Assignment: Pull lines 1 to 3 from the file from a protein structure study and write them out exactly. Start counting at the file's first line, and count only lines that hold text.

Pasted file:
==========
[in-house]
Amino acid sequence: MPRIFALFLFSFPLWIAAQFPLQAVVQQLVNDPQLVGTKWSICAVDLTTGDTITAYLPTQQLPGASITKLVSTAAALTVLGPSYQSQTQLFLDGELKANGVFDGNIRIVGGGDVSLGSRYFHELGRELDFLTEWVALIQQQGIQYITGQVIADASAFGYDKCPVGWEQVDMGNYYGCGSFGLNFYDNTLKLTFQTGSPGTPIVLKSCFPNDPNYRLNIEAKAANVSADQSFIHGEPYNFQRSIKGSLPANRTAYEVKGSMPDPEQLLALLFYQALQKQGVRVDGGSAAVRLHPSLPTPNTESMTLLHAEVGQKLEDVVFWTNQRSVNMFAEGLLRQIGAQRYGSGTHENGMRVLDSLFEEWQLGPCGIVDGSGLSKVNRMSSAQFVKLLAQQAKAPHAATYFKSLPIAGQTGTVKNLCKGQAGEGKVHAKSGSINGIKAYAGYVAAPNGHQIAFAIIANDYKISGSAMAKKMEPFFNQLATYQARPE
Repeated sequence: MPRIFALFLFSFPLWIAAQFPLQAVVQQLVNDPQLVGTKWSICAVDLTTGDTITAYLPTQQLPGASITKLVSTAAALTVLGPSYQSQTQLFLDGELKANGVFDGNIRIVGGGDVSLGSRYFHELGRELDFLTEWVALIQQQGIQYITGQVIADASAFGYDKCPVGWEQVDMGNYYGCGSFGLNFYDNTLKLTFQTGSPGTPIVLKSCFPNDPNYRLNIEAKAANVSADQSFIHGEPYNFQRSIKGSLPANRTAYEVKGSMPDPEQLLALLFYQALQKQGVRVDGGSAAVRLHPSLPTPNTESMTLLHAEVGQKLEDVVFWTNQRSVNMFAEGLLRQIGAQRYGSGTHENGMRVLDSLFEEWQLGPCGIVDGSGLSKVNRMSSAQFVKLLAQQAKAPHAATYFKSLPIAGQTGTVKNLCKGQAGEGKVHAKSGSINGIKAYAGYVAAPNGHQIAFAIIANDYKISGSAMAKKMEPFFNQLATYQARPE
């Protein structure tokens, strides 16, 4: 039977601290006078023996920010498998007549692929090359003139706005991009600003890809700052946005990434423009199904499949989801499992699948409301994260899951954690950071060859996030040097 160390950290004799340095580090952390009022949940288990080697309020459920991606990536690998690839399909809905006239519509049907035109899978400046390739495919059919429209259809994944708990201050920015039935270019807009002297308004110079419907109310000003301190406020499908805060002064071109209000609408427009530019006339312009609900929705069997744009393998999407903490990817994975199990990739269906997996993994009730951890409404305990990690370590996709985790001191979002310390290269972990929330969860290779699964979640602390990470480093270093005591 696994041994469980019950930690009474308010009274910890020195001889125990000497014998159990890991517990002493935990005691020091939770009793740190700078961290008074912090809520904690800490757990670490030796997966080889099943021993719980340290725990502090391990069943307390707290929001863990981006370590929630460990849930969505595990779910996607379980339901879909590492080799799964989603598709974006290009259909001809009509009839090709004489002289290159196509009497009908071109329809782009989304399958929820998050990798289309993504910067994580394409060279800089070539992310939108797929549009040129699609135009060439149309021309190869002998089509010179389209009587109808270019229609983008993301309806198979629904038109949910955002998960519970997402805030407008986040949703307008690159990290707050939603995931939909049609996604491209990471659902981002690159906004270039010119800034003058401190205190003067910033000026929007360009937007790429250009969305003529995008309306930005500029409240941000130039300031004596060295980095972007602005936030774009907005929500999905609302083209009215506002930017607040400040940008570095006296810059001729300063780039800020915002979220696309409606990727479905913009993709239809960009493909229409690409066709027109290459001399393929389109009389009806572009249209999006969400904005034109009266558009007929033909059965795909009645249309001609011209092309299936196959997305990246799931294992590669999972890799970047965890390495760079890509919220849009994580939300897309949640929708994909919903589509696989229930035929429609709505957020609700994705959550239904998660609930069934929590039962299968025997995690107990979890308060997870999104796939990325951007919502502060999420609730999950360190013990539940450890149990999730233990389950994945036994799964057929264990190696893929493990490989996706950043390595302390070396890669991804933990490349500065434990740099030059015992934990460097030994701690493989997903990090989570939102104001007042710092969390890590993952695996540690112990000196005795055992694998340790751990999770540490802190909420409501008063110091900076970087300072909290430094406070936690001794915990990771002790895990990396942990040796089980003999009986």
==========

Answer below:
[in-house]
Amino acid sequence: MPRIFALFLFSFPLWIAAQFPLQAVVQQLVNDPQLVGTKWSICAVDLTTGDTITAYLPTQQLPGASITKLVSTAAALTVLGPSYQSQTQLFLDGELKANGVFDGNIRIVGGGDVSLGSRYFHELGRELDFLTEWVALIQQQGIQYITGQVIADASAFGYDKCPVGWEQVDMGNYYGCGSFGLNFYDNTLKLTFQTGSPGTPIVLKSCFPNDPNYRLNIEAKAANVSADQSFIHGEPYNFQRSIKGSLPANRTAYEVKGSMPDPEQLLALLFYQALQKQGVRVDGGSAAVRLHPSLPTPNTESMTLLHAEVGQKLEDVVFWTNQRSVNMFAEGLLRQIGAQRYGSGTHENGMRVLDSLFEEWQLGPCGIVDGSGLSKVNRMSSAQFVKLLAQQAKAPHAATYFKSLPIAGQTGTVKNLCKGQAGEGKVHAKSGSINGIKAYAGYVAAPNGHQIAFAIIANDYKISGSAMAKKMEPFFNQLATYQARPE
Repeated sequence: MPRIFALFLFSFPLWIAAQFPLQAVVQQLVNDPQLVGTKWSICAVDLTTGDTITAYLPTQQLPGASITKLVSTAAALTVLGPSYQSQTQLFLDGELKANGVFDGNIRIVGGGDVSLGSRYFHELGRELDFLTEWVALIQQQGIQYITGQVIADASAFGYDKCPVGWEQVDMGNYYGCGSFGLNFYDNTLKLTFQTGSPGTPIVLKSCFPNDPNYRLNIEAKAANVSADQSFIHGEPYNFQRSIKGSLPANRTAYEVKGSMPDPEQLLALLFYQALQKQGVRVDGGSAAVRLHPSLPTPNTESMTLLHAEVGQKLEDVVFWTNQRSVNMFAEGLLRQIGAQRYGSGTHENGMRVLDSLFEEWQLGPCGIVDGSGLSKVNRMSSAQFVKLLAQQAKAPHAATYFKSLPIAGQTGTVKNLCKGQAGEGKVHAKSGSINGIKAYAGYVAAPNGHQIAFAIIANDYKISGSAMAKKMEPFFNQLATYQARPE